A friend recounted being in a tutorial at art school with an esteemed professor. They were looking at a Cindy Sherman, from the Untitled Movie Stills series. The subject was a woman, her back turned from the camera, standing by an empty roadside beside a small carry case. The professor asked if the case looked warm. My friend was puzzled, but started to look closer at the case – yeah, he thought, maybe it was warm. Maybe, thinking of that glow you get when people open chests in the movies – there was something warm inside it. Maybe, given the Noirish, Cold War stylings of the image (turned away from the viewer, the subject is inscrutable as a spy), something radioactive. Perhaps she’s going to hand over these hot goods, that’s why she’s on the road: on the run.
The professor paused. ‘I asked if it looked worn’, he clarified. Not warm. And the tutorial went on.
I still like my friend’s speculation better. Sometimes, the stories we tell, the interpretations we offer, when we don’t get something, when we don’t have all the codes and the keys – when something remains unknown, locked-up, hidden, are the best ones, the most expansive, the ones that take us further.
When I go to talk to Rebecca Ackroyd in her studio she tells me she doesn’t want me to map out her thinking, nor for the work she’s making this year to be decoded, explained, interpreted within an inch of its life. Recent political events, she says – the prospect of Brexit, its attendant flurry of reactionary posturing and violence, the rise of right-wing politics in the UK, Germany (wherever, it sometimes seems, we care to look) – made it hard to make art for a while, to know what art would be for.
Like my friend’s productive mistake, Ackroyd’s mind too veers towards the warm. She describes how the sculptures of reclining figures in the Berlin show will be ‘basking’ – like lizards in the sun. In the past she sculpted figures that were half-human, half stove pipe, deep charred hearths in place of bellies. Those works, I think, were part of an exploration of some idea of home (per the popular Great War song, Keep the Home Fires Burning, the hearth being a long-established folk synonym for the dwelling, as well as a political rhetoric of the nation). But in 2018, I think her creations inhabit the street. She casts from door shutters now (Carriers, she calls the series): the sort of exclusionary, protective, oddly rhythmic structures that punctuate every walk, however short, in the area of London where she works and I live. In Peres Projects, Ackroyd tells me, she wants to build a long wall up to the ceiling, making the space into a runway, or a road.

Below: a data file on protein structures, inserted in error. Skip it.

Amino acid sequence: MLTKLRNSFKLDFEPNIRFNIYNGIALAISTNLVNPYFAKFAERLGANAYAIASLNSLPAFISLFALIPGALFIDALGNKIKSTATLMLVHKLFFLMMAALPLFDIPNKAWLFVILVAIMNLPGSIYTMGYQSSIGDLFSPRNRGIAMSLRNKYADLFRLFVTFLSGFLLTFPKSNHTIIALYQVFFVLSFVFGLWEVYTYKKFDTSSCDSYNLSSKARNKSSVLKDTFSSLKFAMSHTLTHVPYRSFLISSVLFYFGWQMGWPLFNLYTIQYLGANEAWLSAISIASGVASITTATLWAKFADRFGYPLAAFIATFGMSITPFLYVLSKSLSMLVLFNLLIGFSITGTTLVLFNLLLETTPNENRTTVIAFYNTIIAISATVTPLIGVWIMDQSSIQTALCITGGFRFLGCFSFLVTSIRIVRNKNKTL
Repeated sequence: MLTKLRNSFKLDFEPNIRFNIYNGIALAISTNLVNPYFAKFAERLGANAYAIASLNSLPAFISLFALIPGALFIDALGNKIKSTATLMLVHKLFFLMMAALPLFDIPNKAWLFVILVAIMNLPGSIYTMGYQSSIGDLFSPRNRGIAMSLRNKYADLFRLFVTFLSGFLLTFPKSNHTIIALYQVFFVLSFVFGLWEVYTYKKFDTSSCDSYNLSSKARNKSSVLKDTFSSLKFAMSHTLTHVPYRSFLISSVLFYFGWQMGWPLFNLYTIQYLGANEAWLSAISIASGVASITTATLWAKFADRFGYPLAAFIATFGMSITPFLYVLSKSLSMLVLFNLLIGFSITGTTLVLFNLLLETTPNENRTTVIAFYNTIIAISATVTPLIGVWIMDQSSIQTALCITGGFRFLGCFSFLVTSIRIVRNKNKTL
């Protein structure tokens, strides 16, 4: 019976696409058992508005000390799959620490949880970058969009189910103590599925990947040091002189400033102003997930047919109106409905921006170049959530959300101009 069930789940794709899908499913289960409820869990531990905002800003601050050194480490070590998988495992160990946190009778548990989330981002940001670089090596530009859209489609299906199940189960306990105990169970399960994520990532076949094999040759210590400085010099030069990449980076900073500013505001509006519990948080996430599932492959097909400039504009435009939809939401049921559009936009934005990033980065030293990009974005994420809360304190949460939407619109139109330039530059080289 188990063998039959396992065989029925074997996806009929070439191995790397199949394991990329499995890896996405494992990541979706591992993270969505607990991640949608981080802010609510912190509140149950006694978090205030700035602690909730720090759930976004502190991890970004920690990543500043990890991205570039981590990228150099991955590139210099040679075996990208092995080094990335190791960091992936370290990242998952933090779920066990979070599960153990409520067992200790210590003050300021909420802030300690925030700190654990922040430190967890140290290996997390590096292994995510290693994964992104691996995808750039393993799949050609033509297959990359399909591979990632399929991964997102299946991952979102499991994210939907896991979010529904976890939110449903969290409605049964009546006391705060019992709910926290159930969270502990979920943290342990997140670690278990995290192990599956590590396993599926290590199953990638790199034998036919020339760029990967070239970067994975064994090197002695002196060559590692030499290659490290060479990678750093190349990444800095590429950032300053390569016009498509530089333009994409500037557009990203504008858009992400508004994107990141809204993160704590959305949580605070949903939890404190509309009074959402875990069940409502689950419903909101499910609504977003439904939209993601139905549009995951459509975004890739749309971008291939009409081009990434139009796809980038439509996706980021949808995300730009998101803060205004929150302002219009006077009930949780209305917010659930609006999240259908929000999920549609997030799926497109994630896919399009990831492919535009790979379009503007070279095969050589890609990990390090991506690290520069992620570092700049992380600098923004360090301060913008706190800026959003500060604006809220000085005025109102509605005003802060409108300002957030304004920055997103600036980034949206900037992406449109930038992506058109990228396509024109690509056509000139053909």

The home fires may be burning (a 2017 show which Ackroyd describes as something like an exorcism was titled House Fire), but in the street’s open terrain, new ones are erupting too. In the studio, Ackroyd shows me low, ovoid wire mesh sculptures, shell-like somehow, plastered over with print outs of flames from the internet. Have you ever tried to draw a fire, or to paint one? Ackroyd doesn’t care for the challenge: why paint a thing when you can print it off, slap it on? Next question. Pick it up. Move on.
Public discourse today is clustered around images of (im)mobility – trade routes, borders, walls and crossings, agencies switching cities, boats sinking. The fires I see have a portable quality, like oversize luggage. Their being shell-like is part of this portability too.
Hermit crabs steal shells, inhabit them until they find another. Like pebbles, you want to pick